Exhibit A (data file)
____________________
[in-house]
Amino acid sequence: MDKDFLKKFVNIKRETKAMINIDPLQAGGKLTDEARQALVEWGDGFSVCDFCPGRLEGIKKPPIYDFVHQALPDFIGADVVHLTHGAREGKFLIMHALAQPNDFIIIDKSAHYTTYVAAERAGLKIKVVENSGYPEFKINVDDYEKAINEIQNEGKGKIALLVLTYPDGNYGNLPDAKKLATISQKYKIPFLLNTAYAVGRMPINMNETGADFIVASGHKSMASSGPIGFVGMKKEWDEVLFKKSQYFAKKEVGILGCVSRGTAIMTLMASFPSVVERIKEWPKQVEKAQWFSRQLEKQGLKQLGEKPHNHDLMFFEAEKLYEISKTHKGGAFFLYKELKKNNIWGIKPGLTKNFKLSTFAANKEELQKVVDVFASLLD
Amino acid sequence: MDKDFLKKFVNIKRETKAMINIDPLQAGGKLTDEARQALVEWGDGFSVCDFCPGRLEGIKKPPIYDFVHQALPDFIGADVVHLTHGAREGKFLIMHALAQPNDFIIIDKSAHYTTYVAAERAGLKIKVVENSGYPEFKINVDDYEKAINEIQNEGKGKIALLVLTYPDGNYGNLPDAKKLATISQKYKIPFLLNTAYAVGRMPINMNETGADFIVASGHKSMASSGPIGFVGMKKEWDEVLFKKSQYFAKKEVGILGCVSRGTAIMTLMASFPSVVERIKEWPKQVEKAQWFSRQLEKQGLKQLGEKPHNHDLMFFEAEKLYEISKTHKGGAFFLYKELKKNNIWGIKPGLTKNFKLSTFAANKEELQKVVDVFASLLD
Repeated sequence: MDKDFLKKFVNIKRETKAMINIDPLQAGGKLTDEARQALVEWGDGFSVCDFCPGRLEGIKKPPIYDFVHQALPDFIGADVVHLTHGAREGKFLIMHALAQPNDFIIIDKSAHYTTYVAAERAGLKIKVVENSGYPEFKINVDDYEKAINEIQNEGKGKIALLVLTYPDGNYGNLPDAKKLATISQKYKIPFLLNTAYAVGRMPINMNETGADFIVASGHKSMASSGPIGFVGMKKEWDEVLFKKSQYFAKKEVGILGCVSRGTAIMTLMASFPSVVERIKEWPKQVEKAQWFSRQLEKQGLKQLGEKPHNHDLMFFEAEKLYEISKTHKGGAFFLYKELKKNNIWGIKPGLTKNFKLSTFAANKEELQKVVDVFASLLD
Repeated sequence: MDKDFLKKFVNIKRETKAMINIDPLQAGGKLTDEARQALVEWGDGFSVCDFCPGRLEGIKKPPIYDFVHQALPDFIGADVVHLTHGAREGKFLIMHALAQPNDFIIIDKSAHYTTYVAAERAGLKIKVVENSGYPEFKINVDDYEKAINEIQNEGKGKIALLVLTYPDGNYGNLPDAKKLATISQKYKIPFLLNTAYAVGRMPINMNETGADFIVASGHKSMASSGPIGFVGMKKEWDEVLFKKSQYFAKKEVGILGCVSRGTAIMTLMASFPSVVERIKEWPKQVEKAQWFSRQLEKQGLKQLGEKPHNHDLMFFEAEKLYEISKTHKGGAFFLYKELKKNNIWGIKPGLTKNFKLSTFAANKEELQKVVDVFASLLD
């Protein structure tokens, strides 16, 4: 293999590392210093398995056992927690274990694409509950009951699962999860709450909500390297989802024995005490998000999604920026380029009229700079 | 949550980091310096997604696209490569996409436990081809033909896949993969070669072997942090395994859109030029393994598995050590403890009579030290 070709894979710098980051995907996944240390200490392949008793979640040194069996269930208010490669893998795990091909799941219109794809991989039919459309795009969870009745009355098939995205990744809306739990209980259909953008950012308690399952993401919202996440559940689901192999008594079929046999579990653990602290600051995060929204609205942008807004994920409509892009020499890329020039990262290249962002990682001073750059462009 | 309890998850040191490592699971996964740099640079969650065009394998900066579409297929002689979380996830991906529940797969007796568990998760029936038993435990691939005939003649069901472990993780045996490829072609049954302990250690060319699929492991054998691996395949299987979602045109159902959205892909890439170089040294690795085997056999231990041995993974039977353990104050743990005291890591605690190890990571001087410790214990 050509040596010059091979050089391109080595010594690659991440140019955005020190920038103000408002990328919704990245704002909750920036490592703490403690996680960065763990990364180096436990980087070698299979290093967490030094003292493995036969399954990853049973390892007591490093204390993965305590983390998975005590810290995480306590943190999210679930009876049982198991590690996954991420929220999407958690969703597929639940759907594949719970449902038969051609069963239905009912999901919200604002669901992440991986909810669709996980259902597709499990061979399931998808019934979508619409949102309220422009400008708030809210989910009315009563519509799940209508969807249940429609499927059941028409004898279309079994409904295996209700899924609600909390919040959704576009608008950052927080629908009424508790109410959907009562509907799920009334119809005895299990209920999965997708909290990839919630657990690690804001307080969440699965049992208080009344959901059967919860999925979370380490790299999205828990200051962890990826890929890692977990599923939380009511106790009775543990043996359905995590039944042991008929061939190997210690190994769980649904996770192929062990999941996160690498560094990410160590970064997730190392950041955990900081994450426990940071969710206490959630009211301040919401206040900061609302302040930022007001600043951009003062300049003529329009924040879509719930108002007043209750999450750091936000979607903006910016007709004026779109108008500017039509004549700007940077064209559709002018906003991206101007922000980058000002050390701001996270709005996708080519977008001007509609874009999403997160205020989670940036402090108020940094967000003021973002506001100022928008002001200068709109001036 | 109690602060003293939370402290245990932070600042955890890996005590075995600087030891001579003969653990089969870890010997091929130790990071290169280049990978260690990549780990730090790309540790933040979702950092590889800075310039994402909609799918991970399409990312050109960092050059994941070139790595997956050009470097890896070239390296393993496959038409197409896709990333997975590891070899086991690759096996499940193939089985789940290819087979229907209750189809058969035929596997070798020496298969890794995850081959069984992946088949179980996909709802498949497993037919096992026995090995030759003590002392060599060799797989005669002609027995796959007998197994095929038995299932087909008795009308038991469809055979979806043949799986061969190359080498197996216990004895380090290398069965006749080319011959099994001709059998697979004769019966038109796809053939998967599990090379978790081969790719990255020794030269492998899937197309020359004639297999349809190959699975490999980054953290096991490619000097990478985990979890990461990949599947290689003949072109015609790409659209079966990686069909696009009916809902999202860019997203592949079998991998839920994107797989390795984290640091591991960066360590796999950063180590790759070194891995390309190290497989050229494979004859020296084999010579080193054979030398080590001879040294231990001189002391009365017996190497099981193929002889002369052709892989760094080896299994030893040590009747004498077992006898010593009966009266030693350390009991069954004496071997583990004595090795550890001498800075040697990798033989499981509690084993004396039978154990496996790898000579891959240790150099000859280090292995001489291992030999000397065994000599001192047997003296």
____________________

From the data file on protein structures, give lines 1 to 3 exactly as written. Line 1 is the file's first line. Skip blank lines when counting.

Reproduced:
[in-house]
Amino acid sequence: MDKDFLKKFVNIKRETKAMINIDPLQAGGKLTDEARQALVEWGDGFSVCDFCPGRLEGIKKPPIYDFVHQALPDFIGADVVHLTHGAREGKFLIMHALAQPNDFIIIDKSAHYTTYVAAERAGLKIKVVENSGYPEFKINVDDYEKAINEIQNEGKGKIALLVLTYPDGNYGNLPDAKKLATISQKYKIPFLLNTAYAVGRMPINMNETGADFIVASGHKSMASSGPIGFVGMKKEWDEVLFKKSQYFAKKEVGILGCVSRGTAIMTLMASFPSVVERIKEWPKQVEKAQWFSRQLEKQGLKQLGEKPHNHDLMFFEAEKLYEISKTHKGGAFFLYKELKKNNIWGIKPGLTKNFKLSTFAANKEELQKVVDVFASLLD
Amino acid sequence: MDKDFLKKFVNIKRETKAMINIDPLQAGGKLTDEARQALVEWGDGFSVCDFCPGRLEGIKKPPIYDFVHQALPDFIGADVVHLTHGAREGKFLIMHALAQPNDFIIIDKSAHYTTYVAAERAGLKIKVVENSGYPEFKINVDDYEKAINEIQNEGKGKIALLVLTYPDGNYGNLPDAKKLATISQKYKIPFLLNTAYAVGRMPINMNETGADFIVASGHKSMASSGPIGFVGMKKEWDEVLFKKSQYFAKKEVGILGCVSRGTAIMTLMASFPSVVERIKEWPKQVEKAQWFSRQLEKQGLKQLGEKPHNHDLMFFEAEKLYEISKTHKGGAFFLYKELKKNNIWGIKPGLTKNFKLSTFAANKEELQKVVDVFASLLD